On Black Rock Mountain


Stretches of the Tennessee Rock Trail are steep as it climbs up and over Black Rock Mountain in Northern Georgia. The ribbon of deep brown soil is cross-hatched by exposed tree roots rubbed glossy by the soles of hikers’ shoes. It is spring, but brittle fallen leaves, silvered and curled with age, still litter the ground. The trail has the directness of other eastern trails I’ve hiked. There are few switchbacks. When it is time to go up, it just goes up.

The damp air, scented with moist earth and wet stone, hangs about the mountain’s flanks and drapes itself across our shoulders like a friendly arm. Clouds stretch northward in varied shades of gray, diffusing the light into an indistinct wash. Looking out at the vast, layered jumble of the Blue Ridge Mountains, I am reminded of how ancient the Appalachians are. They are weathered, lumpy rather than jagged, rounded by time. In the distance lay the Smokies, nestled in the mists, beckoning.

The trail crosses the Eastern Continental Divide, which is marked by a large sign. The children and I straddle the line, grinning, as if each of our feet is now pulled in a different direction like the rivers of the region. On one side, streams run to the Mississippi and then to the Gulf of Mexico. On the other, water flows to the Savannah River and the Atlantic. The elevation here is about 3,600 feet, high for Georgia.

As we hike, we catch a quick glimpse of the road just beyond a section of wooden fence on which hangs a large sign that commands us to “Stay on Trial.” The road itself is a reasonably unobtrusive strip of asphalt that shows some age, fine cracks running through it like lines on a weathered face. The trail takes us right up to the fence, then turns abruptly away to head back across the mountain, back into the woods. The road recedes in space and in our minds. I notice no noise from it. Whether that is due to the lack of traffic or the sound being blocked by the humped ridges of the mountain, I cannot say.

Throughout the hike, I am amazed at how much trillium there is. They are unlike any I have known. The flowers are a rich, deep red, like port wine, surrounded by three small leaves of green blushed with red, which are in turn set upon a base of large, variegated leaves marked by patches of dark and light green. The trillium are often joined by bloodroot, their funny, hand-like leaves waving in the breeze, some of the bobbing stalks topped with open, white flowers, others with swollen buds.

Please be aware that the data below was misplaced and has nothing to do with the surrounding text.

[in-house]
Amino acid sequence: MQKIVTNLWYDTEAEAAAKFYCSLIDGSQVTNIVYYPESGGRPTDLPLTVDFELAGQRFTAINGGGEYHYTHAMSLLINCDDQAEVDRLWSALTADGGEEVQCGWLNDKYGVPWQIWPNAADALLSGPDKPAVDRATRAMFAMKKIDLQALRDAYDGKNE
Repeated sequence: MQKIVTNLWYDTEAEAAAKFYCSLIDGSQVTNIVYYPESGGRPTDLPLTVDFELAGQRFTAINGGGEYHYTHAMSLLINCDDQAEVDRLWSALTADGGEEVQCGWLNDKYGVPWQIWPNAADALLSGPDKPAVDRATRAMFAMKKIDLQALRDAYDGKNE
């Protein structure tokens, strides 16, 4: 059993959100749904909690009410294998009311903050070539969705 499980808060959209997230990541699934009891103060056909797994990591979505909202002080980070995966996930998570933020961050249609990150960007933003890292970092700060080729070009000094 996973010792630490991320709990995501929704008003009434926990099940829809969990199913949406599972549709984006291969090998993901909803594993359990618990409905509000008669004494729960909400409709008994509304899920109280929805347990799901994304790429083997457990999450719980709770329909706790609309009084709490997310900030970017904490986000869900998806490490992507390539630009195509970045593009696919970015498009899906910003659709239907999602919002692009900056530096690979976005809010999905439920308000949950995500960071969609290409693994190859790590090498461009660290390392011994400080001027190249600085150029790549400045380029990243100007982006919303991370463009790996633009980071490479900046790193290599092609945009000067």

A multigenerational family hike moves along at varied paces. The children race ahead, then return, like spiders leaving the web on threads and pulling themselves back again. On some of their forays, they perch on large, rough boulders, taking pride in scrambling up the rocks and leaping down again. We hang back from them, letting them have their space, their chance to explore without the feel of watchful eyes. My wife and her folks and I walk most of the time in an extended line, my wife and I mindful of the children ahead and their grandparents behind. We all join together and chat happily at some times and are separate and silent at others, enjoying the sounds of the wind and our shoes crunching on the path and the fresh, spring leaves rustling and twisting.

On this cool, damp day on the trail, it is just our little party and the birds, which twitter on the mountainside and dance on tree branches. After the first short stretch of the hike, we do not see another soul.

Most days, I would like to walk up a mountain

On the summer day that I hiked it, there were a lot of people at the top of Mt. Chocorua in the Sandwich Range of the White Mountains. I was surprised to see them, because I didn’t hear them from down below, even as I neared the summit. The entire way up the mountain, I had seen a tiny handful of people, yet here were much more than a handful. Most had come up the trail on the other side, and though I knew the mountain was popular, I had no idea that I’d end up among so many people. Groups, some quite large, were sitting all over the boulder-strewn top. A few dogs cavorted among them, showing off their four-wheel-drive agility on the rocks. Despite my surprise and even disappointment at seeing so much humanity so suddenly after such a quiet hike, I also felt the companionability common to hikers. As I reached the top, several nodded and greeted me. I spent a few minutes wandering the mountaintop, making sure to tap my toe on the U.S. Geological Survey summit marker, and eventually settled on a spot facing the Presidential Range to eat my lunch.